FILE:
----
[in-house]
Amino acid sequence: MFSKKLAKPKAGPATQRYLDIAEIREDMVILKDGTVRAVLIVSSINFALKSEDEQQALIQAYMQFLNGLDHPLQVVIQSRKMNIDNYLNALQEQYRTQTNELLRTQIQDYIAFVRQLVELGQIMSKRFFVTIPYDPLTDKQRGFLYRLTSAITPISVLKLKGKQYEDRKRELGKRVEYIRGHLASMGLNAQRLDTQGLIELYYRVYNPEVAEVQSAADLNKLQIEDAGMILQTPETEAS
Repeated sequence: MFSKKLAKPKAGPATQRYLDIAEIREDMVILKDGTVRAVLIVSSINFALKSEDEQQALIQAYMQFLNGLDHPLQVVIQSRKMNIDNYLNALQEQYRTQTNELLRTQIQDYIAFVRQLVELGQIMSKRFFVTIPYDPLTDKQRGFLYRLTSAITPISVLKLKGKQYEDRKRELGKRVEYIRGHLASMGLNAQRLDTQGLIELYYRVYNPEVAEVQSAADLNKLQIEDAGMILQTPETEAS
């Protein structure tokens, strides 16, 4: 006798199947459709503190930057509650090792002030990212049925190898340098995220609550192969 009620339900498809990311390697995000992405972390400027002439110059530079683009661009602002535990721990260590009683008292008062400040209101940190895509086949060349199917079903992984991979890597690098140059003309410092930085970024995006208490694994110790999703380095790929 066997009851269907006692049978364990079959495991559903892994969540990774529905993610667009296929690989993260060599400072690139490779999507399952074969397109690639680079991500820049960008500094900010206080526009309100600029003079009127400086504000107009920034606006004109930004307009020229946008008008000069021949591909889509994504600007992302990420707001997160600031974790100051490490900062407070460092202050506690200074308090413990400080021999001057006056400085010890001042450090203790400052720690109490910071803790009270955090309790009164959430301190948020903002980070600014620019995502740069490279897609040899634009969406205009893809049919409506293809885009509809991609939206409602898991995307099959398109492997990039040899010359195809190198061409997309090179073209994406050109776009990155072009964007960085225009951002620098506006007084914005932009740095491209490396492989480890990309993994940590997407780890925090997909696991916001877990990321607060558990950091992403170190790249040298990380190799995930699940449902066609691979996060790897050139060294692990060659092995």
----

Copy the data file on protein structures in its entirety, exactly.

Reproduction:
[in-house]
Amino acid sequence: MFSKKLAKPKAGPATQRYLDIAEIREDMVILKDGTVRAVLIVSSINFALKSEDEQQALIQAYMQFLNGLDHPLQVVIQSRKMNIDNYLNALQEQYRTQTNELLRTQIQDYIAFVRQLVELGQIMSKRFFVTIPYDPLTDKQRGFLYRLTSAITPISVLKLKGKQYEDRKRELGKRVEYIRGHLASMGLNAQRLDTQGLIELYYRVYNPEVAEVQSAADLNKLQIEDAGMILQTPETEAS
Repeated sequence: MFSKKLAKPKAGPATQRYLDIAEIREDMVILKDGTVRAVLIVSSINFALKSEDEQQALIQAYMQFLNGLDHPLQVVIQSRKMNIDNYLNALQEQYRTQTNELLRTQIQDYIAFVRQLVELGQIMSKRFFVTIPYDPLTDKQRGFLYRLTSAITPISVLKLKGKQYEDRKRELGKRVEYIRGHLASMGLNAQRLDTQGLIELYYRVYNPEVAEVQSAADLNKLQIEDAGMILQTPETEAS
């Protein structure tokens, strides 16, 4: 006798199947459709503190930057509650090792002030990212049925190898340098995220609550192969 009620339900498809990311390697995000992405972390400027002439110059530079683009661009602002535990721990260590009683008292008062400040209101940190895509086949060349199917079903992984991979890597690098140059003309410092930085970024995006208490694994110790999703380095790929 066997009851269907006692049978364990079959495991559903892994969540990774529905993610667009296929690989993260060599400072690139490779999507399952074969397109690639680079991500820049960008500094900010206080526009309100600029003079009127400086504000107009920034606006004109930004307009020229946008008008000069021949591909889509994504600007992302990420707001997160600031974790100051490490900062407070460092202050506690200074308090413990400080021999001057006056400085010890001042450090203790400052720690109490910071803790009270955090309790009164959430301190948020903002980070600014620019995502740069490279897609040899634009969406205009893809049919409506293809885009509809991609939206409602898991995307099959398109492997990039040899010359195809190198061409997309090179073209994406050109776009990155072009964007960085225009951002620098506006007084914005932009740095491209490396492989480890990309993994940590997407780890925090997909696991916001877990990321607060558990950091992403170190790249040298990380190799995930699940449902066609691979996060790897050139060294692990060659092995």